In a longer term relationship with friends, you can send notes. I really miss you. I'd love to catch up. It's been a long time since we've seen each other. Um, and you can sort of have a bit more of a combination of, um, the, the texting part of your relationship, as well as maybe you do like a voice message or speak on the phone together, or,  do FaceTime or, or a zoom call as well. So you kind of mixing up the different types of contact.

How Does a Phonecall Help a Textationship?

Craig Hamilton: 
How do you think a phone call could even change the dynamic of a text relationship,

Tara Thomas: 

Uh, massively you have, you have all of these additional pieces of information.

When you're talking to someone on the phone, you can hear their tonality, you can hear the rhythm of this speech. You hear someone laughing, you know, you can hear someone smiling in their voice tone. I'm sure you have a lot more words around, around this Craig in your business, you know, understanding how to communicate emotion and meaning only via voice, but that can make a really, really big difference.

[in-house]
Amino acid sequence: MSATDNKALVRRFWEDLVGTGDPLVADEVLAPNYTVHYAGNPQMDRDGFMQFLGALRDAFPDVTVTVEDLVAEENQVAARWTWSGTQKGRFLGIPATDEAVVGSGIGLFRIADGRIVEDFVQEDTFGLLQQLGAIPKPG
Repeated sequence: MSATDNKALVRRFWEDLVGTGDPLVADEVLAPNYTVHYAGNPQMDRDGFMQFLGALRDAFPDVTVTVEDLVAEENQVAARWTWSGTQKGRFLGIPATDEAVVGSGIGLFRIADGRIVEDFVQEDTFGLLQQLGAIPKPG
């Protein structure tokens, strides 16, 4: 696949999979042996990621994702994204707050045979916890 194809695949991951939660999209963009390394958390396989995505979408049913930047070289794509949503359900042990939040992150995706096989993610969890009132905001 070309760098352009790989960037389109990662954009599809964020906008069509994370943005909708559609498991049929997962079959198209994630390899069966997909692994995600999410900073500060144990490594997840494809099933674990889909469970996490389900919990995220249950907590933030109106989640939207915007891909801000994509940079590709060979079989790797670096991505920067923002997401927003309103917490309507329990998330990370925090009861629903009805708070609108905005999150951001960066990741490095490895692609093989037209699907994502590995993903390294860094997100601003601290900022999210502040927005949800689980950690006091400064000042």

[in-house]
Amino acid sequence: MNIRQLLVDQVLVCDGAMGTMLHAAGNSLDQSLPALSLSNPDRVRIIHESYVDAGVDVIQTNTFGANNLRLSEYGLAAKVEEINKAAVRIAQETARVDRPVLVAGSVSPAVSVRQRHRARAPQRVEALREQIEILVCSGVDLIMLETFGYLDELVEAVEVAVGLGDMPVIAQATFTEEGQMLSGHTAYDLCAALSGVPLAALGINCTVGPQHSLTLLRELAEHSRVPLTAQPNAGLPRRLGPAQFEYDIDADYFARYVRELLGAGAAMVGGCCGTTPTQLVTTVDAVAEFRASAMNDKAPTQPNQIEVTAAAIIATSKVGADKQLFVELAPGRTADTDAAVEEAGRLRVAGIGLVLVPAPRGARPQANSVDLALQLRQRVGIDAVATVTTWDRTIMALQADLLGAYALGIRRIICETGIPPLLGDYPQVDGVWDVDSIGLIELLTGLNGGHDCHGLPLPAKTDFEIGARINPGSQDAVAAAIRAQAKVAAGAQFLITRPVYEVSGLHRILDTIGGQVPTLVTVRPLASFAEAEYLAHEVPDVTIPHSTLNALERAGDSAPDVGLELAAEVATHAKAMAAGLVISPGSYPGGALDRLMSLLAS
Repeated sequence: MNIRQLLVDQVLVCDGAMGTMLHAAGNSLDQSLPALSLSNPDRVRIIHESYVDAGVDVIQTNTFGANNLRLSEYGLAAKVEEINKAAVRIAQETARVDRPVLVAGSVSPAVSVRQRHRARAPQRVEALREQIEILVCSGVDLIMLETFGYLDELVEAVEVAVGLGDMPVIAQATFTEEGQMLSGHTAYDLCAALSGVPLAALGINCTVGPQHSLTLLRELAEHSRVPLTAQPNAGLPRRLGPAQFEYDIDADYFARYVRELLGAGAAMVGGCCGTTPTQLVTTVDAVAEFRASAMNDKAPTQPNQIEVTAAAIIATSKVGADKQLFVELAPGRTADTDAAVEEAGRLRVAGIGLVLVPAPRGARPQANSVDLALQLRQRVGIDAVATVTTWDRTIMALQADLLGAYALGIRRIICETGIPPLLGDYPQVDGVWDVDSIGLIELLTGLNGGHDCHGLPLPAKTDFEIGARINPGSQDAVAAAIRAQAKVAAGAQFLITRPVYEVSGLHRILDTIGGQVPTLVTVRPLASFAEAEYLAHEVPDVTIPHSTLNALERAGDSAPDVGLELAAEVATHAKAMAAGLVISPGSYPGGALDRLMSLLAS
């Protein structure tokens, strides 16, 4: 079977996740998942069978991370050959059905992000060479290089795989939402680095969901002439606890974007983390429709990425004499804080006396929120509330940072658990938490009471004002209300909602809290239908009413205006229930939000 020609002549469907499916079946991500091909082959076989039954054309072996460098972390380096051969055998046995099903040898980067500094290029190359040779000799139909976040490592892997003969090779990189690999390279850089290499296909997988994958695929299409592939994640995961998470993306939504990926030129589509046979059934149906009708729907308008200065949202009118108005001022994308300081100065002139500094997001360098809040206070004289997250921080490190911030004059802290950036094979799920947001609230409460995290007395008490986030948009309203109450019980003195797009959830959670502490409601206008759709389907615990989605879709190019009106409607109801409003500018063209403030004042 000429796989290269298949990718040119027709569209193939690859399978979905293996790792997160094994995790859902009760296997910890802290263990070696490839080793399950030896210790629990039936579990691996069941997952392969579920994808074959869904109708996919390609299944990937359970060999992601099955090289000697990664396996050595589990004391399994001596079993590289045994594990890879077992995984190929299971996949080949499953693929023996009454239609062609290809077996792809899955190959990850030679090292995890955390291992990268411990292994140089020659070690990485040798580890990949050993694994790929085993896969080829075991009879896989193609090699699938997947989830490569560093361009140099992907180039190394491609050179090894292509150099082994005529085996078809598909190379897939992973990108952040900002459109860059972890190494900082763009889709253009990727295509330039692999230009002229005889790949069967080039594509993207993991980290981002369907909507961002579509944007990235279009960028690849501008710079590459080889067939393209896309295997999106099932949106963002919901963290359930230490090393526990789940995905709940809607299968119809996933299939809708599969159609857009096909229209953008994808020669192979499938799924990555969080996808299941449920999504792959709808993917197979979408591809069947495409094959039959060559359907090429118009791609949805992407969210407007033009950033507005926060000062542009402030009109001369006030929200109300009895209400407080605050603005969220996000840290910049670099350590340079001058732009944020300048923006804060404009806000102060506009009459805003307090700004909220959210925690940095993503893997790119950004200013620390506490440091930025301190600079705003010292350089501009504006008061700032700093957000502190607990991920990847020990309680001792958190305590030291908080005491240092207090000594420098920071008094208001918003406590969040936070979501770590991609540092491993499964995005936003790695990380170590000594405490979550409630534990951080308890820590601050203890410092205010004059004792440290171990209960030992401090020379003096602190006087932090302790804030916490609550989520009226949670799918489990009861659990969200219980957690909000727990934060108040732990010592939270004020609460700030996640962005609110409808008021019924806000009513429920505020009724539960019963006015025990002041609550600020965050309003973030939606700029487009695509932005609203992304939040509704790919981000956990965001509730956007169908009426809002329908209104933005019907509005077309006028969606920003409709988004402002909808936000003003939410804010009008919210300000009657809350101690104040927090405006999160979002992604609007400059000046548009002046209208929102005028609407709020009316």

And you have the opportunity as well to, uh, to check in with someone,"Can you tell me a bit more about that?", "What do you mean when you say that?", "I'm feeling a little bit this way", so you have a bit more of  back-and-forth in real time.

I think without the, the lag of time between texts, where you can fall into those pits of despair, as you're trying to interpret someone's intentions.

Craig Hamilton: (10:02)
Okay. Now this is where it gets a bit murky. Okay. Um, how do you, what's the base way to be aware or identify if the person you are talking to via text is who they claim to be? What, how do you get through that hurdle?

Tara Thomas: (10:22)